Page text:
Tuesday, September 25, 2007
Sunday, September 23, 2007
No car, no cable, no Internet.
I was already having pre-withdrawals from the Internet this afternoon just thinking about it. Tonight I unloaded everything, said a little prayer, flipped open my laptop, and BAM! My new best friend in downtown Portland is "BigCat".
I'm sure I will be posting updates about life in downtown Portland over the next few months. It is a little bit of culture shock because I have always lived in the outskirts of the 'burbs. But, right now I need to get my apartment in order, class starts tomorrow morning.
But first, I want to share a quick reminder. Jesus said:
"The thief comes only to steal and kill and destroy. I came that they may have life and have it abundantly."(John 10:10)Just like the three Greek words used for love (Philia, Eros, Agape) in Scripture, there are also multiple words for life. "Bios" is simply life as a mere existence. But here, John uses "zoe". Zoe means a passionate, vigorous, flamboyant life to the fullest! Keep your eye on Jesus, never stop refocusing on Him and the new life that He offers.
In the eloquent, yet potent, words of my friend Whitney, "get out of here flesh!"
Saturday, September 22, 2007
Two years later, on a chilly fall night a wide-eyed nervous young man kneeled, removed Carl’s shoes, and washed his feet. Weeks passed in a blur with the hecticness of the Christmas season. A month later Carl sat down in a chair under the Burnside Bridge with a pan of steaming water in the crisp January air placed at his feet. The same young man walks by, and Carl asks if he is washing feet again tonight…“Again?” I ask in a daze. Carl explains that I did a really good job when I washed his feet months ago. I was hosting tables that night, but God had greater plans. I kneeled at his feet for the second time, of many more to come, and asked him how his week was going. He was finishing at the Culinary Institute, working 60 hours a week in a kitchen, and had been clean for 2 years.
For 5 months, through Nightstrike, I had the opportunity to develop a relationship with Carl - to listen, talk, serve, encourage, pray, and love on Carl. It took minutes for me to share this story with you, but it was months before Carl was able to completely share his story on one tear-filled evening when he told me he had given his life up to Christ. Over the course of this time he finished up his externship at a restaurant and moved out into a place of his own. Carl’s story was 17 years in the making from that day he got shot in the back. It took a lot of patience, love, and the life transforming power of the Holy Spirit to get to that point.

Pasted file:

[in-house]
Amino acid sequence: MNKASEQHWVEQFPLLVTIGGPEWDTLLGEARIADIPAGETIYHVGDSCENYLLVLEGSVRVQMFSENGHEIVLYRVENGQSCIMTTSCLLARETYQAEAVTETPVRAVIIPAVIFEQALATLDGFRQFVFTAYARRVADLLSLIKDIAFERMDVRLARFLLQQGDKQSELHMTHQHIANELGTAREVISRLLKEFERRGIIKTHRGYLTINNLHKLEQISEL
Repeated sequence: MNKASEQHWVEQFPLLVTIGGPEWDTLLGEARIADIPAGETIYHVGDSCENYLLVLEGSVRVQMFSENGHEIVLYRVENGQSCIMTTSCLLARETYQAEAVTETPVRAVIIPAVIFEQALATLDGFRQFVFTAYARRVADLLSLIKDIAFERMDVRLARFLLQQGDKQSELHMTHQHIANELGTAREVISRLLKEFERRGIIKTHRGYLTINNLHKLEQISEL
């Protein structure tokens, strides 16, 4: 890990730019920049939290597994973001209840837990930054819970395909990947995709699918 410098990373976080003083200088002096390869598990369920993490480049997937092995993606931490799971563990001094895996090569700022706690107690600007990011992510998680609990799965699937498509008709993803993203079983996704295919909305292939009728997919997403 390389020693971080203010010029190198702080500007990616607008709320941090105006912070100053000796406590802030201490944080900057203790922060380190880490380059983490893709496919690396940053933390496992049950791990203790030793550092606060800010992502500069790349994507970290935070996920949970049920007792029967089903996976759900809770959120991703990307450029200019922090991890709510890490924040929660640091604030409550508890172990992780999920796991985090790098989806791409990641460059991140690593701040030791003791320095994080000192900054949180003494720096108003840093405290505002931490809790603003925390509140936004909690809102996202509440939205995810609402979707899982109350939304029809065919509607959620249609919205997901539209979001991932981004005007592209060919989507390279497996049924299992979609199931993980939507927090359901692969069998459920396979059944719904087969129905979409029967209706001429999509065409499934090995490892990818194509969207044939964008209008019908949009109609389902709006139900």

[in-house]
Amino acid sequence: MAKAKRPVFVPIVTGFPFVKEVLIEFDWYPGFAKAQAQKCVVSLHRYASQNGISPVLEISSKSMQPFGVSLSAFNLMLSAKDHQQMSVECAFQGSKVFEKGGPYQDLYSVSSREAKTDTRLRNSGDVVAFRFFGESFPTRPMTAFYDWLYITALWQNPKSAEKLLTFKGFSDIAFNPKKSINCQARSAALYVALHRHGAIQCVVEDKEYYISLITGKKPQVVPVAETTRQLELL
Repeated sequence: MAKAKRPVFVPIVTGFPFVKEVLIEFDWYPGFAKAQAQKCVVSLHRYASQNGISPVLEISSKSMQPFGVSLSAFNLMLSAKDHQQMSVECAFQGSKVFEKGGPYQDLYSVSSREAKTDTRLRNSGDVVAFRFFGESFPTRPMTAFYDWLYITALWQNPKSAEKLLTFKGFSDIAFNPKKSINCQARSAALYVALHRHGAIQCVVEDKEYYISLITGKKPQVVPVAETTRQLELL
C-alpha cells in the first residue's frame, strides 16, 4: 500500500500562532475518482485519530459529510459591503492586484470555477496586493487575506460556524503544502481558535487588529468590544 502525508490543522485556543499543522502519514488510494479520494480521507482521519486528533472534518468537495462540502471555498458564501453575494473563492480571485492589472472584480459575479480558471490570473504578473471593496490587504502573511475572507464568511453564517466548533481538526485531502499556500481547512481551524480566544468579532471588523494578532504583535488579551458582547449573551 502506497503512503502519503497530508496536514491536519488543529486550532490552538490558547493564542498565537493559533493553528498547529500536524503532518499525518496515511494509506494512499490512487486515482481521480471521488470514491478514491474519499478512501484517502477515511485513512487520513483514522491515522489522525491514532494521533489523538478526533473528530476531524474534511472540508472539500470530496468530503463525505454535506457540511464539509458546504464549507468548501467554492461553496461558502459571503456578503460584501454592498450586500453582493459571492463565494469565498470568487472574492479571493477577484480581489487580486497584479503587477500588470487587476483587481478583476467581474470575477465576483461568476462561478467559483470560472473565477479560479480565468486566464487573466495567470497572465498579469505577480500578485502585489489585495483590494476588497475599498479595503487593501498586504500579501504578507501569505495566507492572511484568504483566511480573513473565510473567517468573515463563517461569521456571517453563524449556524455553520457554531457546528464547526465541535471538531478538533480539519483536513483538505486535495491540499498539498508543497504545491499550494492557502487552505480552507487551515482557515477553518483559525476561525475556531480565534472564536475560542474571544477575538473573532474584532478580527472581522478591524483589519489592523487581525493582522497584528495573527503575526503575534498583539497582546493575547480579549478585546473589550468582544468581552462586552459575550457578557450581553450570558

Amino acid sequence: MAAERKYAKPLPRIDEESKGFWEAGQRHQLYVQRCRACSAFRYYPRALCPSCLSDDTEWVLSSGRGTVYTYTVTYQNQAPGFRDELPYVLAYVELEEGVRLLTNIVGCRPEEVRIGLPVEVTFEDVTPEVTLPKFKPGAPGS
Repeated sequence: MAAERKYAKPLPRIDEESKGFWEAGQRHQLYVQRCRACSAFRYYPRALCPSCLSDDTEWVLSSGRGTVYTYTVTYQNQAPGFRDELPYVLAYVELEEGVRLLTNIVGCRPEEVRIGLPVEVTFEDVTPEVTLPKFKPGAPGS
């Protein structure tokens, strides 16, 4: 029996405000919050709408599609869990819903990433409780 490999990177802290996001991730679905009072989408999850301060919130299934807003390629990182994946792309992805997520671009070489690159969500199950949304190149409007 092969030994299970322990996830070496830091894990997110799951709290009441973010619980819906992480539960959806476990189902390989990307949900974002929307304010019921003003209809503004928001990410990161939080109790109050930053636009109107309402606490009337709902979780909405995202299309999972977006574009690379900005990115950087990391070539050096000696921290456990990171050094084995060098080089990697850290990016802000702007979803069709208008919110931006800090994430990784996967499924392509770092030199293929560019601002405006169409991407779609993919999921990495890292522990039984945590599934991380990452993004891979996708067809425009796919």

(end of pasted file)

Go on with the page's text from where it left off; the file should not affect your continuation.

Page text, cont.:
On any Friday night there are hundreds of “Carl’s” - in all stages - searching for hope underneath the Burnside Bridge. And over the course of any month there are hundreds of nervous wide-eyed individuals of all ages and stages in life, stepping outside of their comfort zone, desiring to glorify and serve God underneath the Burnside Bridge.
Wednesday, September 19, 2007
This guy selected every application on his MacBook Pro and opened it at the same time and this was the result:
Ya, It took 12 minutes, but still! I never would have dared trying that on a Windows machine...unless I was trying to crash it.
UPDATE: I put my MacBook to the test. It took about 15 minutes (enough time to brush my teeth and get ready for bed) to open everything (including resource hogs like iPhoto, Word, Powerpoint, Halo, Google Earth, Garageband, and iMovie) at which point I was able to pull up my Dashboard, use Expose (looked pretty stinkin similar to the screen shot above) and tab through each app to close them. I fired up Firefox, and viola! Here I am, still running strong.
Now you can sleep soundly being assured of the stability of Macs. Goodnight all!
Monday, September 17, 2007
The Great Divorce by C.S. Lewis: An allegorical tale in which ghosts of the dead struggle with living a new life that is true and complete or continuing to settle for an incomplete life by making themselves a slave to vanity and self deception. It strikes close to home - in much the same way as his Screwtape Letters - because of Lewis' brilliant insight into human nature. If you have read some of his more popular work like Chronicles of Narnia, Mere Christianity, and Screwtape Letters, there is no reason to stop there!
Sex is Not The Problem (Lust Is) by Joshua Harris: Short, quick, and to the point. This book is a must for everyone (and I don't even particularly like the author)! Our culture is so self serving/lust driven it is well worth the time and effort to understand our sexuality and why God made us sexual beings. It is a pretty revolutionary book because it is a topic the Church shies away from and culture so misunderstands.
The Knowledge of the Holy by A.W. Tozer: The book is composed of short chapters, each of which zero in on a brief over of a single characteristic of God. I feel like he creates a reverence for God that has been lost, at least that was lost in me. From the self sufficiency to the perfect wisdom, from the faithfulness to the goodness of God, my mind and heart was stretched. My upward gaze is now one of awe and reverence. I had put God into a box that my mind could comprehend, limiting him to my feeble understanding.